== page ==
It began with an attempt by the Palestinian Islamic Jihad (PIJ) to plant an improvised explosive device on the security fence separating Israel from the Hamas-controlled Gaza Strip, and ended with a near full-scale conflagration on a scale not seen since the summer of 2014. Tensions for the time being have tapered off but the recent fighting demonstrates why the Israeli Army (IDF) maintains a constant state of readiness along its volatile borders.
On Sunday, security forces monitoring the Gaza border detected an object attached to the border fence. Upon closer examination, it turned out to be a bolt cutter of the type used by Palestinian rioters to breach the fence in weeks prior. A remote controlled robot was sent in to inspect and remove the object utilizing a long cord. During the course of removal, the bolt cutter exploded. Fortunately, no one was injured but the situation could have just as easily resulted in casualties.
PIJ terrorists who planted the IED were then spotted manning a nearby observation post. An Israeli Merkava IV tank fired at the OP instantly killing two PIJ operatives. A third was mortally wounded and died soon after. Islamic Jihad swore vengeance.
Two days later, southern Israeli border towns and communities came under intense indiscriminate rocket and mortar bombardment. A kindergarten was hit but fortunately, the children had not yet arrived. Over the course of 22 hours, Hamas and PIJ fired over 100 rockets and mortars, 25 of which were shot down by Israel’s anti-rocket defense system, Iron Dome. According to military sources, the system also succeeded in intercepting incoming mortar rounds, a first in the annals of warfare. There were no fatalities but there was some property damage and three IDF soldiers were wounded, two lightly and one moderately. A civilian was also lightly injured.
The unprovoked attacks inevitably drew Israeli retaliatory strikes which came in two waves. Some 65 Hamas and PIJ positions were targeted including a U-shaped, two-kilometer long tunnel that extended into both Egypt and Israel. It was to be used for smuggling contraband as well as for facilitating terrorist attacks. Rocket and weapons storage facilities were also hit and destroyed. A Hamas naval armory which the army said contained “advanced, unmanned submarine vessels, capable of maritime infiltration and carrying out maritime terror attacks,” was hit and destroyed as well.
Israel informed Hamas through intermediaries that if it continued its attacks, the IDF was prepared to conduct a large-scale military operation, similar to those conducted in 2009 and 2014. Hamas, still smarting from the defeats of 2009 and 2014, understood that Israel meant business and ordered its operatives as well as the PIJ to cease fire. The question is how long will the cease fire hold? The answer to that is anyone’s guess.
Nevertheless, the recent round of fighting highlighted several interesting takeaways. First, the discovery of a Hamas tunnel in Egypt is likely to further strain relations between Egypt and Hamas. Egypt has accused Hamas of aiding Islamist terrorists in northern Sinai and the revelation of a Hamas-dug tunnel in Egypt further erodes Hamas’s credibility in the eyes of the Egyptian government.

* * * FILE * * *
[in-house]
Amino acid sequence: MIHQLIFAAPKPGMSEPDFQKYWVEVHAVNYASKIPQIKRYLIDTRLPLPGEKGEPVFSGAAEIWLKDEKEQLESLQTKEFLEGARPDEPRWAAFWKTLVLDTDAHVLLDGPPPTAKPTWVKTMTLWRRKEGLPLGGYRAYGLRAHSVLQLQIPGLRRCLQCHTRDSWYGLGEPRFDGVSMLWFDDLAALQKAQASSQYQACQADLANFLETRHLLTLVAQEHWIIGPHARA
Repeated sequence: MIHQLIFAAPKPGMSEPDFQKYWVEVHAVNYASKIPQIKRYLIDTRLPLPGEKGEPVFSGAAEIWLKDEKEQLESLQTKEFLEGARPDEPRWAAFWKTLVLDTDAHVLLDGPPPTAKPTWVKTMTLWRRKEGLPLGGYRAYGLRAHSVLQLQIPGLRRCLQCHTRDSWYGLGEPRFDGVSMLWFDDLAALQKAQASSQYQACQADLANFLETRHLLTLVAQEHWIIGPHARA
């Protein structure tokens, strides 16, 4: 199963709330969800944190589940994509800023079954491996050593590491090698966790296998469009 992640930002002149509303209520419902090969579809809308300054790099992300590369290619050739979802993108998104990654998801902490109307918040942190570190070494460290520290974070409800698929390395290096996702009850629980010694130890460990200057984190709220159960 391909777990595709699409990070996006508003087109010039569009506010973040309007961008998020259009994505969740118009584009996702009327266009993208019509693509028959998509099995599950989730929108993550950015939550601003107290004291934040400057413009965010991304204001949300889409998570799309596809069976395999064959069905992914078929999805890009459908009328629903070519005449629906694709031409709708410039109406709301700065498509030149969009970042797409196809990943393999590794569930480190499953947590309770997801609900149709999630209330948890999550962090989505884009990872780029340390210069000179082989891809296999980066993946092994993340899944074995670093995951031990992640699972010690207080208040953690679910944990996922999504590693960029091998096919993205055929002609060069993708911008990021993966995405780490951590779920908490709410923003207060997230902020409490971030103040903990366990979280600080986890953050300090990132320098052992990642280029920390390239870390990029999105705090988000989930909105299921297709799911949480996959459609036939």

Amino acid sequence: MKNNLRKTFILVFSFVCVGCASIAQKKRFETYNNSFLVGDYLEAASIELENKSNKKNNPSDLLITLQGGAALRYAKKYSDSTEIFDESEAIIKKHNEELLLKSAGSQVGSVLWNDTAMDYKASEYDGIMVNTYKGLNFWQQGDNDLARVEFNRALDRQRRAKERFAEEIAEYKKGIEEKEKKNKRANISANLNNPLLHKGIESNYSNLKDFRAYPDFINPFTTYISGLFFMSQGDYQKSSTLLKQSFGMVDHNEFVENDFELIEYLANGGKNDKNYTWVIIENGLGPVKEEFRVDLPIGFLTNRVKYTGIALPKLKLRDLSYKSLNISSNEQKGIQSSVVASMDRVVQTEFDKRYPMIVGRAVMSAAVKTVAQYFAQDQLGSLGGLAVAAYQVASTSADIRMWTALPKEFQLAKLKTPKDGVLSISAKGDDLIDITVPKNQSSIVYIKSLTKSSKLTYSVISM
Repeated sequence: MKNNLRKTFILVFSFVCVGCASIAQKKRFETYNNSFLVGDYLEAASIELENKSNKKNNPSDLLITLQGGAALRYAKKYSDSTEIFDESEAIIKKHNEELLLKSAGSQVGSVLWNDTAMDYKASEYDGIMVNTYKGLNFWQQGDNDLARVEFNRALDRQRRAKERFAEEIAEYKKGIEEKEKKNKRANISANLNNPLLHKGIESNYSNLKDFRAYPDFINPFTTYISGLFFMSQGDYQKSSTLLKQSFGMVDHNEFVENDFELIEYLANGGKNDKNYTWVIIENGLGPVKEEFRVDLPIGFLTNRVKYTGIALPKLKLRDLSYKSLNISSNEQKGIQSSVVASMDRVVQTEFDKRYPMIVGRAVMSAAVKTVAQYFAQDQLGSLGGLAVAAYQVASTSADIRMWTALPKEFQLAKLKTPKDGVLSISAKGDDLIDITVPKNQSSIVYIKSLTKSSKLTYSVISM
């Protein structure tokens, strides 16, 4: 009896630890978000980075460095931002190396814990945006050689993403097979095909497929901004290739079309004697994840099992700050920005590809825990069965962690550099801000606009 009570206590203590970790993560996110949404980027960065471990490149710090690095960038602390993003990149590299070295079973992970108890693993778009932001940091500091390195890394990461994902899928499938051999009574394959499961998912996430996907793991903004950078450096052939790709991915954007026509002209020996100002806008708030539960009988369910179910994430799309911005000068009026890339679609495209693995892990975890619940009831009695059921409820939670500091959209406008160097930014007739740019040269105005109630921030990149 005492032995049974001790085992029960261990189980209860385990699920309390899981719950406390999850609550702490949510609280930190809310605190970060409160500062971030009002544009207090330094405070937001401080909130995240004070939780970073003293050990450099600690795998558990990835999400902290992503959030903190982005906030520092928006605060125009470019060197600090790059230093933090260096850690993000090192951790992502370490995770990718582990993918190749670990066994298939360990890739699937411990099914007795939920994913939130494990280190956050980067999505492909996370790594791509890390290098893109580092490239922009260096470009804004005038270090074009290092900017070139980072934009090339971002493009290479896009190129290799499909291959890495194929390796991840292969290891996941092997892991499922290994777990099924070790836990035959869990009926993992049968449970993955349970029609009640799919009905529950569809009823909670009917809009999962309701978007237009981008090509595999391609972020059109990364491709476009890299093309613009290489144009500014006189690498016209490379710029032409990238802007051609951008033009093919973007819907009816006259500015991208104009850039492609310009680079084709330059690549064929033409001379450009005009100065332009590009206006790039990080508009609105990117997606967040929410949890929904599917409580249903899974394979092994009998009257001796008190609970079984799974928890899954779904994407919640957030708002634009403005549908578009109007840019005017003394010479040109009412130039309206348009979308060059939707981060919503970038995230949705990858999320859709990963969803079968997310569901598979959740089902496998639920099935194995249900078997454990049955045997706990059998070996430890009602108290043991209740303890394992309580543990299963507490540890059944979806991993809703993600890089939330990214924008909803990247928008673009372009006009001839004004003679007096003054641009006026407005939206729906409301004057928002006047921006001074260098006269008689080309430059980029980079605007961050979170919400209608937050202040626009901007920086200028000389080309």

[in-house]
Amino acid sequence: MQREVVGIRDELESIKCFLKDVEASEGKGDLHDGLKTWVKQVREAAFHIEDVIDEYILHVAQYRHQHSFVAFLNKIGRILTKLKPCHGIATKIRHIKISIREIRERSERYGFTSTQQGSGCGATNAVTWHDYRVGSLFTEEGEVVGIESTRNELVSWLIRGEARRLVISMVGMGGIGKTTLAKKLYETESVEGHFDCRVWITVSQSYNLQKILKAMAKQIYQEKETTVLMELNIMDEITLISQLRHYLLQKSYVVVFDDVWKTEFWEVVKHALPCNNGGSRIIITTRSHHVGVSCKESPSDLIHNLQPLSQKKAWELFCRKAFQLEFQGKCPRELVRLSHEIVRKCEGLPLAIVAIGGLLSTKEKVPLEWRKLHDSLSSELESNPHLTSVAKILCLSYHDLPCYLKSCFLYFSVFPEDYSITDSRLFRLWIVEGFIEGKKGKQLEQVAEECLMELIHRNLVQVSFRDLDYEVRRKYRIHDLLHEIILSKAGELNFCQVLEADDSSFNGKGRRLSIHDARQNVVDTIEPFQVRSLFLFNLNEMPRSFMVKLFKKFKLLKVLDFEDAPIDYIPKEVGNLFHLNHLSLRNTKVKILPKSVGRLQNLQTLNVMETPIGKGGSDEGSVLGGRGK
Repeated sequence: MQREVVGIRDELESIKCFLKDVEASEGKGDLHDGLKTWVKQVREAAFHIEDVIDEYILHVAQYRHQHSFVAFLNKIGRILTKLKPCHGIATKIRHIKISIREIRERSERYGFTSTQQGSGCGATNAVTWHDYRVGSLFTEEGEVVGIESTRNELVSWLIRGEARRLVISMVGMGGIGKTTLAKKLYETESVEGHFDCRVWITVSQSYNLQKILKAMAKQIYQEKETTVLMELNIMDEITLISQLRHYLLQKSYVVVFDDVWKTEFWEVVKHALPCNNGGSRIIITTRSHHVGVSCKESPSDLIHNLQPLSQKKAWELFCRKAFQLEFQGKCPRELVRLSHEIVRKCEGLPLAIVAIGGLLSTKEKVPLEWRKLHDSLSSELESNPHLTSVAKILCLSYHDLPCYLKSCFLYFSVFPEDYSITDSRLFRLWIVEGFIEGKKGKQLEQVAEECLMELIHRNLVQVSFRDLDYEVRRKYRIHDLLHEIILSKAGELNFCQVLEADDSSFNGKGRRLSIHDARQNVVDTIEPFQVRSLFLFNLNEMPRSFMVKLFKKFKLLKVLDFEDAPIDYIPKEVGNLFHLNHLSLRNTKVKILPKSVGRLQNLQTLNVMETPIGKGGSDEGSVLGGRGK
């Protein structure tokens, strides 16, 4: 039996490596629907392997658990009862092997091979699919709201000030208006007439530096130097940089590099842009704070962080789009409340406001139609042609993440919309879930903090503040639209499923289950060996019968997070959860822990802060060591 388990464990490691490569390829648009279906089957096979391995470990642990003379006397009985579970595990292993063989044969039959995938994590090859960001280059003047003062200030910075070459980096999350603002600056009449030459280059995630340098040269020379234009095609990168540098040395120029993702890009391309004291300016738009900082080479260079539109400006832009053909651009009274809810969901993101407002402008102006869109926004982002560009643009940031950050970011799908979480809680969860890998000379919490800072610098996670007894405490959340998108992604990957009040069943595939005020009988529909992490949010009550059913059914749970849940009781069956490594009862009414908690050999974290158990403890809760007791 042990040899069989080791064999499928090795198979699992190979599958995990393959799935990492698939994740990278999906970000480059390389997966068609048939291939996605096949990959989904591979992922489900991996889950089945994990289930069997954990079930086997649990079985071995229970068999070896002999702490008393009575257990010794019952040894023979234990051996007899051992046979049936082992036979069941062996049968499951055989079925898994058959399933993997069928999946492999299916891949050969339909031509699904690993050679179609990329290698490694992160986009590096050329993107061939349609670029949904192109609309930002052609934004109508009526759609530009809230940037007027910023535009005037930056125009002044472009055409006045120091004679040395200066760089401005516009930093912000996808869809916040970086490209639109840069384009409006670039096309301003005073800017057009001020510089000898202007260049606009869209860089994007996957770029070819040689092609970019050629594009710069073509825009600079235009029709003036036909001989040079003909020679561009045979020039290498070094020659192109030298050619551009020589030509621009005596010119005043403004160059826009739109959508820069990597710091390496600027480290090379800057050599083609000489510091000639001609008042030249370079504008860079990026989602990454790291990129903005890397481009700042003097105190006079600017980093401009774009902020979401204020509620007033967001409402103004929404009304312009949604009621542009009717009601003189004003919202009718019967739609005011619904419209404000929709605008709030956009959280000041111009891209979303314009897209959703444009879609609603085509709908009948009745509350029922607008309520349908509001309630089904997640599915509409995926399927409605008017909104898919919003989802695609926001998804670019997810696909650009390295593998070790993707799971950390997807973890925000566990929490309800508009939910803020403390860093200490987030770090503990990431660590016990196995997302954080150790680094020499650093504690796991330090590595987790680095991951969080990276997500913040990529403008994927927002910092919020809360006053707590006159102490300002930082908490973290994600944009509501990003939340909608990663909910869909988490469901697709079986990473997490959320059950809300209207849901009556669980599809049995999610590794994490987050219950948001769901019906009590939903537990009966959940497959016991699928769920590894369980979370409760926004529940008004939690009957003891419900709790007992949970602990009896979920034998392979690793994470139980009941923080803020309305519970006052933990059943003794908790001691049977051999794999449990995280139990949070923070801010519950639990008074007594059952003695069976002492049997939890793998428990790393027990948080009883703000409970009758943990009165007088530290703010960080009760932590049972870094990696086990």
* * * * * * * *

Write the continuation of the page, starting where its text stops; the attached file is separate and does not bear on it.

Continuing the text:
Second, the Iron Dome system continues to impress. In 2014, Iron Dome succeeded in shooting down rockets but had yet been incapable of downing mortar rounds. In 2014, a mortar round fired from a Gaza school killed a four-year-old Israeli boy named Daniel Tragerman, who lived in a kibbutz near the border. Modifications and software upgrades to Iron Dome have enabled the system to now have the ability to intercept incoming mortar rounds. This is an unprecedented development in warfare.
Third, during the Obama years, Israel received equivocal support at best, when it carried out anti-terror operations against Islamist terrorist groups. Europe, taking cue from Obama, was downright hostile. But in the latest round, Israel received unequivocal political support from both the United States and the European Union, while Hamas was roundly condemned. This positive development signals a seismic shift in favor of Israel and may have been a contributing factor in Hamas’s decision to call it quits. Hamas recognizes that in any confrontation with Israel, it will lose both militarily and politically, whereas in the past, it at least had a chance of scoring political points.
Fourth, the malevolent role of the Iranian regime in stoking the recent round of violence cannot be overlooked. Iran has its fingerprints all over this one. Hamas and Islamic Jihad leaders have readily and publicly acknowledged that they receive aid in the form of cash, training and weapons from Iran. For years, the Iranians have been cultivating proxies to do their bidding and these Palestinian groups are willing participants. Iran has recently been on the receiving end of some sharp blows from Israel, and the mullahs were looking for a way to strike back but without engaging Israel in direct confrontation. Gaza appeared to be Iran’s venue of choice. Nevertheless, despite Hamas’s dependence on Iran, the group still exercises some independent thought, and they wisely cried uncle for they recognized that this was a battle they had no hope of winning.